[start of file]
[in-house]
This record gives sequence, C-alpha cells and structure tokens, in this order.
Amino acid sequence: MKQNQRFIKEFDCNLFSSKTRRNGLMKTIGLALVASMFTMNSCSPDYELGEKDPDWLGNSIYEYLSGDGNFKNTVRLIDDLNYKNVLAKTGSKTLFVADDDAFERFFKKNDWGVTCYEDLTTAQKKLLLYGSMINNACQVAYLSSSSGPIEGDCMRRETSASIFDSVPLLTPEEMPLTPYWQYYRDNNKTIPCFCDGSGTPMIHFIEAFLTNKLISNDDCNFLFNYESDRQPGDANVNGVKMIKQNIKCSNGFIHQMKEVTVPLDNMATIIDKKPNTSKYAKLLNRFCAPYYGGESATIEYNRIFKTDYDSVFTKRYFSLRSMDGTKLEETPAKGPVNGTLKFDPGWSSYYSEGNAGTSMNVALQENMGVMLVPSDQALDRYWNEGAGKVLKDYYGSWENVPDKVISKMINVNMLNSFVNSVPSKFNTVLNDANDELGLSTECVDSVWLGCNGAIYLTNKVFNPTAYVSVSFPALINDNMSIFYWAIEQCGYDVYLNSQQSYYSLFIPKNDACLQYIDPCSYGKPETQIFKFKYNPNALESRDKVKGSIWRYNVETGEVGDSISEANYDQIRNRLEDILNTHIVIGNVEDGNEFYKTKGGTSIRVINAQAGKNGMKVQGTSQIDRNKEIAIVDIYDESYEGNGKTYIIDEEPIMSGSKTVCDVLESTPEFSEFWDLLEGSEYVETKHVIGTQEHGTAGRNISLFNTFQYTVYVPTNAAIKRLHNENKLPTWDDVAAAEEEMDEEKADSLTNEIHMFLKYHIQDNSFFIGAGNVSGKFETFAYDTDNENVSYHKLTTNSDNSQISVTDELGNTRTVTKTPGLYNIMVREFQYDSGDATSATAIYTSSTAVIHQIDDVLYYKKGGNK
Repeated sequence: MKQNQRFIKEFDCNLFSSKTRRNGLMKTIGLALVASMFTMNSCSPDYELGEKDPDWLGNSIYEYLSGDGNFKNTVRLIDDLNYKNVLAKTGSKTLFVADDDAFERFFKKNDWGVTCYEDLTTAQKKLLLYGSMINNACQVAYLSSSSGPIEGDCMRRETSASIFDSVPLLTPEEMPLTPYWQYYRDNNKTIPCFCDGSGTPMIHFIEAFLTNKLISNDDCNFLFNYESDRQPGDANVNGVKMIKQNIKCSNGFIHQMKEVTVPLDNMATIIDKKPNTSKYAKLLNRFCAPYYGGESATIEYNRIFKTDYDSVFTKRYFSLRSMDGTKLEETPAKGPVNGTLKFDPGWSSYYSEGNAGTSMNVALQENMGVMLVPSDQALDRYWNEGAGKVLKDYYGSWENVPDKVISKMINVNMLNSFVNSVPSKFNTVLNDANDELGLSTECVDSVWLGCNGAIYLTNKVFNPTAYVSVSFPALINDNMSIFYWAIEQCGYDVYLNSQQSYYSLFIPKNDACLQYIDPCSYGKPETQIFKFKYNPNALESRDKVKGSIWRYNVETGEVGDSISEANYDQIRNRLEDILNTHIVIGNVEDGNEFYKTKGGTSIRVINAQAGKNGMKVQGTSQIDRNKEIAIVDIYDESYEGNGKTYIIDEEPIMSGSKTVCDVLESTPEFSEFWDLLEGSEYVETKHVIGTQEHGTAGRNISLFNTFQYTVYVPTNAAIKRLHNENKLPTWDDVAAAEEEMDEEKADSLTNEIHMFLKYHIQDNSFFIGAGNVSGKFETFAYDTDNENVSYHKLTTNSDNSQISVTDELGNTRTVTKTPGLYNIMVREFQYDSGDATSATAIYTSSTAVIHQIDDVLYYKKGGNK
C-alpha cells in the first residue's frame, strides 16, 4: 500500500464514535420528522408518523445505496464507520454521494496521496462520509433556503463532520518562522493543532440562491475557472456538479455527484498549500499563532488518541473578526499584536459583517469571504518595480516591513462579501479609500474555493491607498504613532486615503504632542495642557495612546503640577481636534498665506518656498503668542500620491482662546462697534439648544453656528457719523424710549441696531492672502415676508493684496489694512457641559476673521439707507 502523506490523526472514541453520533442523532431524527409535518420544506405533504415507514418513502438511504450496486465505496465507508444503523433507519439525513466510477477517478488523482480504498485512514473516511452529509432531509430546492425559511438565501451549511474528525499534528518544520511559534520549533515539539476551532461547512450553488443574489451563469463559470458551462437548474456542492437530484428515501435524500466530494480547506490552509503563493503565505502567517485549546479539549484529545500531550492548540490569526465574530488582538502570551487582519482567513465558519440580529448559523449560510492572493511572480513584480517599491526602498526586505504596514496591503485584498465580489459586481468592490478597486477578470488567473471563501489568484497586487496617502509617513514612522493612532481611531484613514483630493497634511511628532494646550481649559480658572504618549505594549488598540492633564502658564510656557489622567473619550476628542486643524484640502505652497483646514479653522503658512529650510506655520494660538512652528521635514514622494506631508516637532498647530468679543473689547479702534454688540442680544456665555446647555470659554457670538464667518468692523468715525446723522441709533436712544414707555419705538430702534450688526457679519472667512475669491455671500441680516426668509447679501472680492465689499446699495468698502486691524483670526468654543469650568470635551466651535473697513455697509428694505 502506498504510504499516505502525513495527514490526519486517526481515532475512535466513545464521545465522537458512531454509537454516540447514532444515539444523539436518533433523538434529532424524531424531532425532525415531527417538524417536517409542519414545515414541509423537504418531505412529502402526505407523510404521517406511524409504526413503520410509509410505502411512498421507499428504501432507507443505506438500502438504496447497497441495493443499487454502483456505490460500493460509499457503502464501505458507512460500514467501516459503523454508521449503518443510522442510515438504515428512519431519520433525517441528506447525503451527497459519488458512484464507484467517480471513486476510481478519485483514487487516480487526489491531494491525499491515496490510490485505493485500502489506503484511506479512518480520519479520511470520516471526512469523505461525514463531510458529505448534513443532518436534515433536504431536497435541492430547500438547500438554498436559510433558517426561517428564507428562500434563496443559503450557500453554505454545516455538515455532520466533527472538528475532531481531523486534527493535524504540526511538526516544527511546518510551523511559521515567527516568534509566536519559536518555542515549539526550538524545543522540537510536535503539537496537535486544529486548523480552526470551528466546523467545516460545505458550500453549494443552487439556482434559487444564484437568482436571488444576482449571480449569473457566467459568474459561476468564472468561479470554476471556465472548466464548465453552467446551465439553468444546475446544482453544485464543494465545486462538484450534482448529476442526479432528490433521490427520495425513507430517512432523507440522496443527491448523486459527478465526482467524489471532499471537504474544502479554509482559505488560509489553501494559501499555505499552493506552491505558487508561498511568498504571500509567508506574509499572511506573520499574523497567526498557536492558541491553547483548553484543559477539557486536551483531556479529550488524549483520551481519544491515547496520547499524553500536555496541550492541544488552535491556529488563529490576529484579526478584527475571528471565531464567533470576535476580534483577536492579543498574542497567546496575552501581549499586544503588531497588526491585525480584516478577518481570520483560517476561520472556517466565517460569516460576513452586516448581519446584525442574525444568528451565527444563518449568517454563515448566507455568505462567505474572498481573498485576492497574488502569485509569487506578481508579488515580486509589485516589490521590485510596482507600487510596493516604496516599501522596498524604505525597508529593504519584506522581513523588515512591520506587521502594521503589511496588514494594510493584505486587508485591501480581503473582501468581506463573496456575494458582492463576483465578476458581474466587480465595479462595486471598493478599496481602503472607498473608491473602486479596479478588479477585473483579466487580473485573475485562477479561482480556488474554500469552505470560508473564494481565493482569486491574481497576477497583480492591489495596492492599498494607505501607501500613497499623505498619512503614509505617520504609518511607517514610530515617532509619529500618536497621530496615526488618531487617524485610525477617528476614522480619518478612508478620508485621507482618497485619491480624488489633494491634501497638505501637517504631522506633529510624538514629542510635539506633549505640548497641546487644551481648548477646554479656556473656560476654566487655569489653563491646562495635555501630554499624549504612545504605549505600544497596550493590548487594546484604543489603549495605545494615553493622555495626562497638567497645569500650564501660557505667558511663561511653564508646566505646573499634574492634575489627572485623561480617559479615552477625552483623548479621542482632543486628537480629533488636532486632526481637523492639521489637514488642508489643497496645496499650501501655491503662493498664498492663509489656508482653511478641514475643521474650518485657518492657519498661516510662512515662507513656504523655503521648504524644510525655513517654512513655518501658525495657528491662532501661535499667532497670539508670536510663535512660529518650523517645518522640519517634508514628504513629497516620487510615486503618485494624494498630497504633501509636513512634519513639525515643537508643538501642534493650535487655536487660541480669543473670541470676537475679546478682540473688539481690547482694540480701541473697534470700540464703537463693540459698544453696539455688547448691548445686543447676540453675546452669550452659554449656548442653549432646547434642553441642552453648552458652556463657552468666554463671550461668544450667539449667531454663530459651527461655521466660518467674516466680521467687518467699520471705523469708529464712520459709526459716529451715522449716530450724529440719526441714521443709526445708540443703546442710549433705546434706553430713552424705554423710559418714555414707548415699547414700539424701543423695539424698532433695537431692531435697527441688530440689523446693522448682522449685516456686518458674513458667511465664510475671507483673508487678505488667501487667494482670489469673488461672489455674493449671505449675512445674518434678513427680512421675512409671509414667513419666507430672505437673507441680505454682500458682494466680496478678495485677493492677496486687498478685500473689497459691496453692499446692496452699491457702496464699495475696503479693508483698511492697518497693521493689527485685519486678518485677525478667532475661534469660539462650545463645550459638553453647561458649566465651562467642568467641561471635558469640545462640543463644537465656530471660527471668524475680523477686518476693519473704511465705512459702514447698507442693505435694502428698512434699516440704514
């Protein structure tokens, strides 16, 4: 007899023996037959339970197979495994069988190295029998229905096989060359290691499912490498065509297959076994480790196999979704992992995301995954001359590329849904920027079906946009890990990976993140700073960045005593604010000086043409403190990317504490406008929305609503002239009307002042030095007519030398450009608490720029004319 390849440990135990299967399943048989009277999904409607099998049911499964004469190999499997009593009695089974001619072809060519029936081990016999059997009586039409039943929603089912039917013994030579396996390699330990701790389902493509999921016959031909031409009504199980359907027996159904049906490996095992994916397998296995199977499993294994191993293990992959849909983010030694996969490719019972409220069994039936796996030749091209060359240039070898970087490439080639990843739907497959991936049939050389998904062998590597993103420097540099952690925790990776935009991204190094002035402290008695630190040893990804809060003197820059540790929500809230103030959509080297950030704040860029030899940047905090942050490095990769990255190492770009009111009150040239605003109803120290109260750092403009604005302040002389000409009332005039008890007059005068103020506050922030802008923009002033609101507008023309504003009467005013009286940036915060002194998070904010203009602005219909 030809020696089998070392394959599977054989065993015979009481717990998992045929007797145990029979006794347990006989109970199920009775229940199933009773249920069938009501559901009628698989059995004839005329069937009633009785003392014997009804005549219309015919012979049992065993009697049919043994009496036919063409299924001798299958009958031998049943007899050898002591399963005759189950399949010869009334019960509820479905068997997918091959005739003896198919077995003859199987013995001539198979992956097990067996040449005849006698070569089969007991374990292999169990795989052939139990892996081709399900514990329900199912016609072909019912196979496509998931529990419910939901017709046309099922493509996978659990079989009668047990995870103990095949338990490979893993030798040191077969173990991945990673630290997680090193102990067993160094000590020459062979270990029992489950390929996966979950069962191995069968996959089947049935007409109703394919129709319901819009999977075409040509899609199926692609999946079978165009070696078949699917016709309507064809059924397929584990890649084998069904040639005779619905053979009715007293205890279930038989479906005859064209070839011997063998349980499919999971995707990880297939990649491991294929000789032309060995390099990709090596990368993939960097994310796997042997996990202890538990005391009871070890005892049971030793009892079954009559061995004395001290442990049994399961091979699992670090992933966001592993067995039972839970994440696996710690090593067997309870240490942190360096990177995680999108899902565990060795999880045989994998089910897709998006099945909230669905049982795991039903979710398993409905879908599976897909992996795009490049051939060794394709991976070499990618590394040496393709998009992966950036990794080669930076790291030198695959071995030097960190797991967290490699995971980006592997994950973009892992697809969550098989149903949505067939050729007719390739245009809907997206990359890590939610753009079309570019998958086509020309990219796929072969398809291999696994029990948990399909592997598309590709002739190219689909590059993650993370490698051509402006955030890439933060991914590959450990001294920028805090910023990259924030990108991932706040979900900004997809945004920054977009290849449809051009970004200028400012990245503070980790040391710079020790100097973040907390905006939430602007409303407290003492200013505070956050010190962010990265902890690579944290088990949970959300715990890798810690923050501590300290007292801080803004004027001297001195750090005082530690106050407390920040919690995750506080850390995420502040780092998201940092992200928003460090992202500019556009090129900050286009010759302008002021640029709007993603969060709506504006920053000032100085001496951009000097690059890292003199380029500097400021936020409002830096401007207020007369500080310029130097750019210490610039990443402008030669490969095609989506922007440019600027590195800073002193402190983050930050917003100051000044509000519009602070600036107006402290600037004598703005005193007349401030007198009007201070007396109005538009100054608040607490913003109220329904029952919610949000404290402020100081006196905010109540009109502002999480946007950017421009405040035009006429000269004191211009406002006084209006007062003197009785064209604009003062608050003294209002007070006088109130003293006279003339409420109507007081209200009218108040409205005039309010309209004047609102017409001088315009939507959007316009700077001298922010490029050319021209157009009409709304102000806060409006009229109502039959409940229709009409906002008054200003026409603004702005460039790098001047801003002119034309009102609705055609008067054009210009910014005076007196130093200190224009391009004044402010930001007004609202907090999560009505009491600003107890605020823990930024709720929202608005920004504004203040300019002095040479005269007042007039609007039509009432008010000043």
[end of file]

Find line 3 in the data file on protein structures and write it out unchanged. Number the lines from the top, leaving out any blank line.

Amino acid sequence: MKQNQRFIKEFDCNLFSSKTRRNGLMKTIGLALVASMFTMNSCSPDYELGEKDPDWLGNSIYEYLSGDGNFKNTVRLIDDLNYKNVLAKTGSKTLFVADDDAFERFFKKNDWGVTCYEDLTTAQKKLLLYGSMINNACQVAYLSSSSGPIEGDCMRRETSASIFDSVPLLTPEEMPLTPYWQYYRDNNKTIPCFCDGSGTPMIHFIEAFLTNKLISNDDCNFLFNYESDRQPGDANVNGVKMIKQNIKCSNGFIHQMKEVTVPLDNMATIIDKKPNTSKYAKLLNRFCAPYYGGESATIEYNRIFKTDYDSVFTKRYFSLRSMDGTKLEETPAKGPVNGTLKFDPGWSSYYSEGNAGTSMNVALQENMGVMLVPSDQALDRYWNEGAGKVLKDYYGSWENVPDKVISKMINVNMLNSFVNSVPSKFNTVLNDANDELGLSTECVDSVWLGCNGAIYLTNKVFNPTAYVSVSFPALINDNMSIFYWAIEQCGYDVYLNSQQSYYSLFIPKNDACLQYIDPCSYGKPETQIFKFKYNPNALESRDKVKGSIWRYNVETGEVGDSISEANYDQIRNRLEDILNTHIVIGNVEDGNEFYKTKGGTSIRVINAQAGKNGMKVQGTSQIDRNKEIAIVDIYDESYEGNGKTYIIDEEPIMSGSKTVCDVLESTPEFSEFWDLLEGSEYVETKHVIGTQEHGTAGRNISLFNTFQYTVYVPTNAAIKRLHNENKLPTWDDVAAAEEEMDEEKADSLTNEIHMFLKYHIQDNSFFIGAGNVSGKFETFAYDTDNENVSYHKLTTNSDNSQISVTDELGNTRTVTKTPGLYNIMVREFQYDSGDATSATAIYTSSTAVIHQIDDVLYYKKGGNK